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Excerpt from "Nathaniel Hawthorne: The Morning of His Life His Boyhood Years and Emergence as an Artist Part One. Images: The Worlds of Hawthorne's Childhood" by Dr. Melinda Ponder, September, 1981, an essay submitted in partial fulfillment of the requirements for the Master's degree in American Studies at Boston College (courtesy of Dr. Melinda Ponder)

On Nathaniel’s arrival at his Uncle Richard’s house in Raymond, Maine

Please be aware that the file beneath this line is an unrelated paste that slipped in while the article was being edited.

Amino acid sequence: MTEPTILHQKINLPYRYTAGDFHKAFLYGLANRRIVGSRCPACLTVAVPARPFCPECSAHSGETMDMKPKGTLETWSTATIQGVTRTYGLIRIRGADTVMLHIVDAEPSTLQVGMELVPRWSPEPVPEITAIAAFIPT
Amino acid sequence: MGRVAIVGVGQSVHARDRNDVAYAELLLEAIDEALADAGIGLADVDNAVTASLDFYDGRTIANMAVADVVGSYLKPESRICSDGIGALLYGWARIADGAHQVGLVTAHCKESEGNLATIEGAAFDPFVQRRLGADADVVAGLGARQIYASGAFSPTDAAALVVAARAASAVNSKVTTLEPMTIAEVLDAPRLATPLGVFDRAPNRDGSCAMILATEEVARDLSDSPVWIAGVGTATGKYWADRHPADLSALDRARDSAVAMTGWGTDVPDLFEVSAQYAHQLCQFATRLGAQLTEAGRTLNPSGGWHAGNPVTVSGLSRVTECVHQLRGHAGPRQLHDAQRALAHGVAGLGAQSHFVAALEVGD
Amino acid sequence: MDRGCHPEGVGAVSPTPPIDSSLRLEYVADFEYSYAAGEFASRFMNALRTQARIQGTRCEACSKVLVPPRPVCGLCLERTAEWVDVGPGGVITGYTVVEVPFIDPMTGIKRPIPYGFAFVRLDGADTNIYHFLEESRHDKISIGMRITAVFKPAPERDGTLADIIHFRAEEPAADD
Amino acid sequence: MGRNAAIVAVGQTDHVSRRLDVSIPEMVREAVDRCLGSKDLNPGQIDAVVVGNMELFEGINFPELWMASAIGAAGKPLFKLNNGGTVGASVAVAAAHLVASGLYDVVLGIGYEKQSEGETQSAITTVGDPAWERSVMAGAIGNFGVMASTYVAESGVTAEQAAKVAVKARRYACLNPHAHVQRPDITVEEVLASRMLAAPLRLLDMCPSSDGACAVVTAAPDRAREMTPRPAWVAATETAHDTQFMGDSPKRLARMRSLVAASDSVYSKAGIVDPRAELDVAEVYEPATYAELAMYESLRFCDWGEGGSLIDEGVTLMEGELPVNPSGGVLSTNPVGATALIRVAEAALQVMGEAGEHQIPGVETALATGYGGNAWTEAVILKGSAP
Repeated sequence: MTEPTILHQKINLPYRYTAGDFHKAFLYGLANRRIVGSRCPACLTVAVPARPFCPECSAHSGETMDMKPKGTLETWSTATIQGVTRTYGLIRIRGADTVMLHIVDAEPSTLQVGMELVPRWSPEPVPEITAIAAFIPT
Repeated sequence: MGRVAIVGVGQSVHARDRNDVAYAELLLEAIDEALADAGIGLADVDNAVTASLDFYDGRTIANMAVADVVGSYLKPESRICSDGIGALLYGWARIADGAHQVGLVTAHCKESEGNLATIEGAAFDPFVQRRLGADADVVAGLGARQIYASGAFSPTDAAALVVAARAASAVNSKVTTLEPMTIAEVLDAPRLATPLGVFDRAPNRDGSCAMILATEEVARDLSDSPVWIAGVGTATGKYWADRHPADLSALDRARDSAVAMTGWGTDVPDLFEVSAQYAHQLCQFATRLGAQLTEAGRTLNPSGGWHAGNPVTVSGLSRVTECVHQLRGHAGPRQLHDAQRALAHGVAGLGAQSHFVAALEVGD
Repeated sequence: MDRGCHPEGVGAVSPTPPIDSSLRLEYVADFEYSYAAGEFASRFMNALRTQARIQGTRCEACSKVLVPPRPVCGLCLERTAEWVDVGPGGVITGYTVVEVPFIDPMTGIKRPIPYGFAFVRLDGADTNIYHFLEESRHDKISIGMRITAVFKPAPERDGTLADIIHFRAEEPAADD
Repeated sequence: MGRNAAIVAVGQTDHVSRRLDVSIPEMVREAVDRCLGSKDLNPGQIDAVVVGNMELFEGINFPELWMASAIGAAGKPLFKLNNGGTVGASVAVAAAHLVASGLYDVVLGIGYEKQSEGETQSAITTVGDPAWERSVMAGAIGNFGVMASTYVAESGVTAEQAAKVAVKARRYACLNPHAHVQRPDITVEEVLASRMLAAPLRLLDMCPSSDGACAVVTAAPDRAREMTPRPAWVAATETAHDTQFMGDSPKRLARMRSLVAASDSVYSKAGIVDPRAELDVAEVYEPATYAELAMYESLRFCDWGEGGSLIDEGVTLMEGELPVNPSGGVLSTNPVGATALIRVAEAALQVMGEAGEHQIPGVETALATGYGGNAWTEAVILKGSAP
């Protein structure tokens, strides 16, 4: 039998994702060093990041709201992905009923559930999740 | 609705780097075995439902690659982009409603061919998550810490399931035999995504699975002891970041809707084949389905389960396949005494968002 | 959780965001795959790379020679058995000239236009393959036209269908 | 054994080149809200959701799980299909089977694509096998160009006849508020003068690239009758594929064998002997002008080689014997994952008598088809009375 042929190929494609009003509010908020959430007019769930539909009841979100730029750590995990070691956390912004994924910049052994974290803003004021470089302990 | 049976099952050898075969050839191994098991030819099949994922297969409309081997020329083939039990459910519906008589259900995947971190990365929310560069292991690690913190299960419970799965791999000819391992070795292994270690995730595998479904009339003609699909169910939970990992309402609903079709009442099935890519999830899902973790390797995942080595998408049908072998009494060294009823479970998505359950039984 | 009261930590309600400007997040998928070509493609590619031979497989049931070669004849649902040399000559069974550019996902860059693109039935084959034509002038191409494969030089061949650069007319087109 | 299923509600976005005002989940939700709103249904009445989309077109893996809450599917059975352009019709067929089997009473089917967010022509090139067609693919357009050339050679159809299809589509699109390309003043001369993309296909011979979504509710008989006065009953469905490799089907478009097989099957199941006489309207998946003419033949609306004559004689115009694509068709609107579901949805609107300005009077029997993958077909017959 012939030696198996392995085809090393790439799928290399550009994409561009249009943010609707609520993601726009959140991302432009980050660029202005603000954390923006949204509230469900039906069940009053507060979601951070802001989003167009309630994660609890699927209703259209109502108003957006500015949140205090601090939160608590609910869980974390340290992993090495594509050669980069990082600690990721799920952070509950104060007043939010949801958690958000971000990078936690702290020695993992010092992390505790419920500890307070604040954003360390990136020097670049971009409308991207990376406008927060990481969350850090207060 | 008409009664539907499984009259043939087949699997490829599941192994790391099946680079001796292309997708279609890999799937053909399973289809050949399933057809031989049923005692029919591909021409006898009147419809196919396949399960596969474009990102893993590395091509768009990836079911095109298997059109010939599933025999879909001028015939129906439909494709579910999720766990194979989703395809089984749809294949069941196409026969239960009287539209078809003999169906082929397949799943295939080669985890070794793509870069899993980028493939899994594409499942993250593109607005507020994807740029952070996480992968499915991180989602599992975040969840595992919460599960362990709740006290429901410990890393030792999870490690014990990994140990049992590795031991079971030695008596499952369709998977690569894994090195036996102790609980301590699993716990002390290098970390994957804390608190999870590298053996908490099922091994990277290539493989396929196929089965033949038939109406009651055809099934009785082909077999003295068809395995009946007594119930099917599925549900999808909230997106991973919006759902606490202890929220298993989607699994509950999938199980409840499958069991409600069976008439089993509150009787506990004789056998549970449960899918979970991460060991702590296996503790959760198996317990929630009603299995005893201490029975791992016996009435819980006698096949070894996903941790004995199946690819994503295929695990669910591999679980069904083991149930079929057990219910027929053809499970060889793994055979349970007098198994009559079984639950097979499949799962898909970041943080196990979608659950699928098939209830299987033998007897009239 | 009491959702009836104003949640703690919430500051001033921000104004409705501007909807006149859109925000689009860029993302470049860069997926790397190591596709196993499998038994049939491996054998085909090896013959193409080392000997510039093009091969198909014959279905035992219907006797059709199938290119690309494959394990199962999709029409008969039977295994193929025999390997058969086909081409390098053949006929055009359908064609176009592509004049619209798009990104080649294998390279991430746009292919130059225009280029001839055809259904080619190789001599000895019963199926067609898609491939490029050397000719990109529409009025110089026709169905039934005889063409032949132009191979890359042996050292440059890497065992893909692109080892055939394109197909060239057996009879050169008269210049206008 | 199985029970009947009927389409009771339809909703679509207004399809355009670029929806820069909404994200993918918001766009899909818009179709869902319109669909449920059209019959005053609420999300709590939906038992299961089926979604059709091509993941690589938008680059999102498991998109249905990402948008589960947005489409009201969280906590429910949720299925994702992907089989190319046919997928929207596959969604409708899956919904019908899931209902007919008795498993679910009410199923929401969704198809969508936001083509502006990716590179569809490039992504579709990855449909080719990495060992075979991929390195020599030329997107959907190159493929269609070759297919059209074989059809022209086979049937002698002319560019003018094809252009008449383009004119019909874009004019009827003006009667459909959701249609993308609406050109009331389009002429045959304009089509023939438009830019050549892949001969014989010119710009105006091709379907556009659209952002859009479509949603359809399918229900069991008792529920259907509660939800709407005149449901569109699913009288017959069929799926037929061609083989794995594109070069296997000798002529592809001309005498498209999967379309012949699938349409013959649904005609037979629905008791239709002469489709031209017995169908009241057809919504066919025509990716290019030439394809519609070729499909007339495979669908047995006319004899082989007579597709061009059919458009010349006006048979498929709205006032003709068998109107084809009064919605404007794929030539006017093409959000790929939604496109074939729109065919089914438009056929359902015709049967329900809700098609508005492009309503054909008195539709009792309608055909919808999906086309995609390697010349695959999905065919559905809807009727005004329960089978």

“Nathaniel could see that Uncle Richard's house was very different from his Grandfather Manning's austere and functional house in crowded, noisy Salem. Richard had succeeded in creating a home filled with grace and beauty in the midst of a vast land being cleared for farms--a home which would have appealed to Nathaniel. Always fascinated by architectural structures, he would later write wonderfully detailed descriptions of interior spaces which help situate his ‘romances’ in a tangible world. He also felt that houses could embody the qualities of the people they sheltered, likening the weathered house which takes on a central symbolic role in The House of the Seven Gables to a human face. ‘The aspect of the venerable mansion has always affected me like a human countenance bearing the traces not merely of outward storm and sunshine, but expressive also, of the long lapse of mortal life and accompanying vicissitudes that have passed within.’”



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